In Fresno County alone, 75% of injuries to seniors, age 65 and older, are caused by falling. The Department of Physical Therapy at Fresno State hopes to mitigate these statistics through their Senior Awareness & Fall Education (S.A.F.E.) Central Valley Coalition program. Two times per semester, S.A.F.E. holds its quarterly balance screenings for older adults, incorporating a true inter-professional approach in order to fully treat the clients they serve.
Formed in 2011, the mission of S.A.F.E. is to increase awareness of the physical, psychological and economic impact of falls on individuals – and to train current and future medical professionals about the importance of early screenings and intervention. Their latest balance screening, held on Sept. 16th, helped assess the strength, balance and risk for falling for 24 clients.
An important aspect of these screenings is the inter-professional collaboration among departments within the College of Health and Human Services and with California Health Sciences University (CHSU), College of Pharmacy.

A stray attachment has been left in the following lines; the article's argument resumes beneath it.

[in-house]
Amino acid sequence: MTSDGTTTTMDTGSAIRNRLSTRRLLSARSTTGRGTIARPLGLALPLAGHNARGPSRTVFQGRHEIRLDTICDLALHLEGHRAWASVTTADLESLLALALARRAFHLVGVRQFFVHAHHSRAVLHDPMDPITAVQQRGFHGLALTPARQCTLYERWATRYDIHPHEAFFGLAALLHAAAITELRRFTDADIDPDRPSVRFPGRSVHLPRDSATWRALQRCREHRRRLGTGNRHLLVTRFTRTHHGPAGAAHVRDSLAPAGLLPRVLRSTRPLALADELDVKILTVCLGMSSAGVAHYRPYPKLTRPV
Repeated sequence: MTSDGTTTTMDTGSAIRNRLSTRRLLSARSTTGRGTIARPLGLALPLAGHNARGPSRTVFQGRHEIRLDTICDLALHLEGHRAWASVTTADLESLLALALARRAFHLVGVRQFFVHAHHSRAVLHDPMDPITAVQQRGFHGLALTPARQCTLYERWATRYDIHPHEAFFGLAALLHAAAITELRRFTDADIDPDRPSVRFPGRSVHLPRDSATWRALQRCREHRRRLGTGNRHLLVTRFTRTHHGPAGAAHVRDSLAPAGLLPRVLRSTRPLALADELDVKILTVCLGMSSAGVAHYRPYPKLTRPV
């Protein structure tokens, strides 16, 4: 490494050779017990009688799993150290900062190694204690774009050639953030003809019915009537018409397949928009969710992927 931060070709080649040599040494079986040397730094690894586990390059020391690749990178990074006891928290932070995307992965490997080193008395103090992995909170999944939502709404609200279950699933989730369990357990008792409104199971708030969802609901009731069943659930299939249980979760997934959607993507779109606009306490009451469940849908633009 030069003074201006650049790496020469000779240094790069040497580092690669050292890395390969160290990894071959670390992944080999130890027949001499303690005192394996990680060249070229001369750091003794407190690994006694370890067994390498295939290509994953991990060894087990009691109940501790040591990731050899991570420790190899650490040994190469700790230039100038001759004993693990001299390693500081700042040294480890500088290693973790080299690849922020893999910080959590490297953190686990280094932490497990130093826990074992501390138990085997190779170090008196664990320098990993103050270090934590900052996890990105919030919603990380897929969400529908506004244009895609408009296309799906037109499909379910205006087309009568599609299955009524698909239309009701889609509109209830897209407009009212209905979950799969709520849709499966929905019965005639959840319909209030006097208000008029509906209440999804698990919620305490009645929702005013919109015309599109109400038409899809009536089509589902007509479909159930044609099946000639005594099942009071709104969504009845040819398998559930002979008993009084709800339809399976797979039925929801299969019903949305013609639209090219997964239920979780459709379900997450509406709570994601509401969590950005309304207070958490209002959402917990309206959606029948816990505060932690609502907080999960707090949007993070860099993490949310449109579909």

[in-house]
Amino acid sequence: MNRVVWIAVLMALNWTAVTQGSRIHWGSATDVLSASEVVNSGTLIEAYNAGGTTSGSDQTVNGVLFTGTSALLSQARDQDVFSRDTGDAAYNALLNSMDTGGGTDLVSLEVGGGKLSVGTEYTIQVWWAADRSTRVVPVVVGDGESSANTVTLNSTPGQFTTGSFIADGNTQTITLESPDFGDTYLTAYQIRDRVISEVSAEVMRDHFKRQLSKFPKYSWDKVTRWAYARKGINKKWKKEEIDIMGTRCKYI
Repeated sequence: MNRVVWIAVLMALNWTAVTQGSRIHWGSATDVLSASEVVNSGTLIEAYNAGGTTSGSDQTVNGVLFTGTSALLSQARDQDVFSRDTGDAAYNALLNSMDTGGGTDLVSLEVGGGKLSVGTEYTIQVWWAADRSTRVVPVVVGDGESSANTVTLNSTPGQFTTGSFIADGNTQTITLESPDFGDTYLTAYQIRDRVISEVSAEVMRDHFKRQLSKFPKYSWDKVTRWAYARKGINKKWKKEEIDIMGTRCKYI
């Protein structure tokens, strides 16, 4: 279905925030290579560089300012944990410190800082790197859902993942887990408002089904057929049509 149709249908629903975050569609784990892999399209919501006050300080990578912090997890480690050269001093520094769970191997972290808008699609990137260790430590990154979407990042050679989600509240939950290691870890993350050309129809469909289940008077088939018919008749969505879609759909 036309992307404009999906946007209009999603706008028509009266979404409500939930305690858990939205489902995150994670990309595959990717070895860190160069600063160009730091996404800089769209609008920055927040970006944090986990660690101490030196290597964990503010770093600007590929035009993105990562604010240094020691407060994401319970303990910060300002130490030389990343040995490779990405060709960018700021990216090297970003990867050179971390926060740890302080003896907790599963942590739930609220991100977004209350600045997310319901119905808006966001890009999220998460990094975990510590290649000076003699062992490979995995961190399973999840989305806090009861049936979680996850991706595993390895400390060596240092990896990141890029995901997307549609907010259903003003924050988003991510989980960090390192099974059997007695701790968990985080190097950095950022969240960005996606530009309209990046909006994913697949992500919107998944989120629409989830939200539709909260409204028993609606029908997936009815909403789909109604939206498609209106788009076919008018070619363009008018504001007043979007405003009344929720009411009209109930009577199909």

“Falls are often multi-factorial and therefore require an integrated approach to identify the best intervention,” said Dr. Peggy Trueblood, founder of S.A.F.E. and chair of the Department of Physical Therapy. “Research has shown that inter-professional education (IPE) improves health outcomes in patients and enhances the students’ knowledge and skills of other health care workers. It will prepare our students for inter-professional collaborative practice.”
The hour-long assessments, held at the Gait, Balance and Mobility Research Education and Training Center, are completed by doctoral students in the Physical Therapy program, nursing students, kinesiology students, and pharmacy students, incorporating expertise from each area. In total, 53 students from all four academic units were involved.
S.A.F.E. Coordinator Ashley Hart said this team approach is essential to reducing the risk factors of falling.